The flow of information from the regional hubs, the ‘trip wires’ in place, the responsiveness of the line management and department heads, and clarity of roles and responsibilities (with accountability thrown in), all create a culture of risk resilience. In turn, this enables the business to embrace risk, while also mitigating and managing it.
Long term risk resilience. Companies approach risk differently depending on the sector and region. However, there are critical elements that should travel from program to program: smart infrastructure and software, regular discussion, clarity of policies, and regular meetings of stakeholders. There are a variety of tools that can help GCs guide risk resilience, from heat maps, to defining top ten risks, to categorising risk by geography or function. GCs may also lean on external risk advisors to provide in-depth geopolitical reporting in order to cross-check their internal risk-assessment across regions.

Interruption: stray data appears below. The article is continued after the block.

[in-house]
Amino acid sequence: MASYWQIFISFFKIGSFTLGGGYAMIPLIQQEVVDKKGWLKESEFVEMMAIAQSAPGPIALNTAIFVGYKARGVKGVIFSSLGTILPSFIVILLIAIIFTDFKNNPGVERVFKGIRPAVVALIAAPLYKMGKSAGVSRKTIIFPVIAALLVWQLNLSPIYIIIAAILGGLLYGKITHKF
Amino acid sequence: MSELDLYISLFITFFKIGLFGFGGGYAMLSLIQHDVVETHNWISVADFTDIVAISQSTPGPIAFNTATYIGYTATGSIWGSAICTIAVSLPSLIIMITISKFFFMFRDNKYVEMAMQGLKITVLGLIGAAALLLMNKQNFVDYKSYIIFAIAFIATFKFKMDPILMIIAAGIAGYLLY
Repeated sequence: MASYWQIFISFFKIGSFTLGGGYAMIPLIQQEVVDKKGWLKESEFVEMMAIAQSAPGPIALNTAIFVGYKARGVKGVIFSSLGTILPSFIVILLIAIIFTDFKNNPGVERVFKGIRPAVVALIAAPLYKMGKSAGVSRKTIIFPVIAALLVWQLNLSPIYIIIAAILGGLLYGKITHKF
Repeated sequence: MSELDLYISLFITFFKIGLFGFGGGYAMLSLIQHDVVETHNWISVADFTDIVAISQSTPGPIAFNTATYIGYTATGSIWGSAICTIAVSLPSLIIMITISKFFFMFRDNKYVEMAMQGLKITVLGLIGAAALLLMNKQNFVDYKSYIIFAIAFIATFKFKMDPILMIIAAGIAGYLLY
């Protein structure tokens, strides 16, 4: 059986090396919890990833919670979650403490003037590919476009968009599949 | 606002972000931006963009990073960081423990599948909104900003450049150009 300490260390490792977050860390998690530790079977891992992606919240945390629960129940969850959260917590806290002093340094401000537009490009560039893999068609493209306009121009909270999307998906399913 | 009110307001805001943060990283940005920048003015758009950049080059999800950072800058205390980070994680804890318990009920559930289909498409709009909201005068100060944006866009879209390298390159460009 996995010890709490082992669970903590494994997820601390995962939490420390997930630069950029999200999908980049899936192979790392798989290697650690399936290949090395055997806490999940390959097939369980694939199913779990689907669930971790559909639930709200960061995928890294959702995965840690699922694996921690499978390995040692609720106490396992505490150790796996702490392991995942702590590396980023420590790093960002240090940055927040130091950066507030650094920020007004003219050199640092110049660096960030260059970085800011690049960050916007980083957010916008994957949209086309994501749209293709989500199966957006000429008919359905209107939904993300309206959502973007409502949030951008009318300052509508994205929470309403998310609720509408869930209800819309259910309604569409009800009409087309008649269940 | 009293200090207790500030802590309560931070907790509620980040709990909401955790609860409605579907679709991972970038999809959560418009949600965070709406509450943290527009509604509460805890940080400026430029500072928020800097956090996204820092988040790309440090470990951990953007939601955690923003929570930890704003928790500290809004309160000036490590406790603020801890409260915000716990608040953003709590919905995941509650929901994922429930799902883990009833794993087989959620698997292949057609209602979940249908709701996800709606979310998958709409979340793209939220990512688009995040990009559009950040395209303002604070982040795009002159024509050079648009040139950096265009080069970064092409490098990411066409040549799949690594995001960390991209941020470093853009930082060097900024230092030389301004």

Whether it is legal and regulatory, geopolitics or security, to be resilient, GCs need to have a mitigation strategy – especially when a ‘black swan’ or similar event occurs that requires the GC to enact a mitigation strategy. Resilience requires an organisation to take a strategic position so there are no assumptions about when and where a critical risk will emerge. This is where the GC can lead. Training, scenario testing and ‘war gaming’ can assist in being prepared for an unanticipated event. For instance, if risk to supply chain is a critical item on the risk register, organisations might ensure there are alternative suppliers and routes. The biggest barrier to resilience is apathy, arrogance, complacency and ignorance.
‘Generals always fight the last war’. To avoid the trap of accepting dogma from previous risk events, it is vital for the organisation to horizon-scan and to anticipate and know the ‘unknowns’. Ambiguity and imperfect information requires critical thinking, which requires organisations to have a pragmatic and proportionate risk management process in place. Planning for a variety of risks need to be reviewed and tested, and because risk is dynamic and ever-evolving, so too must a risk resiliency program. To lead in an increasingly complex geopolitical world, organisations must make risk resilience part of their long-term business plan: the General Counsel is critical to the success of this plan.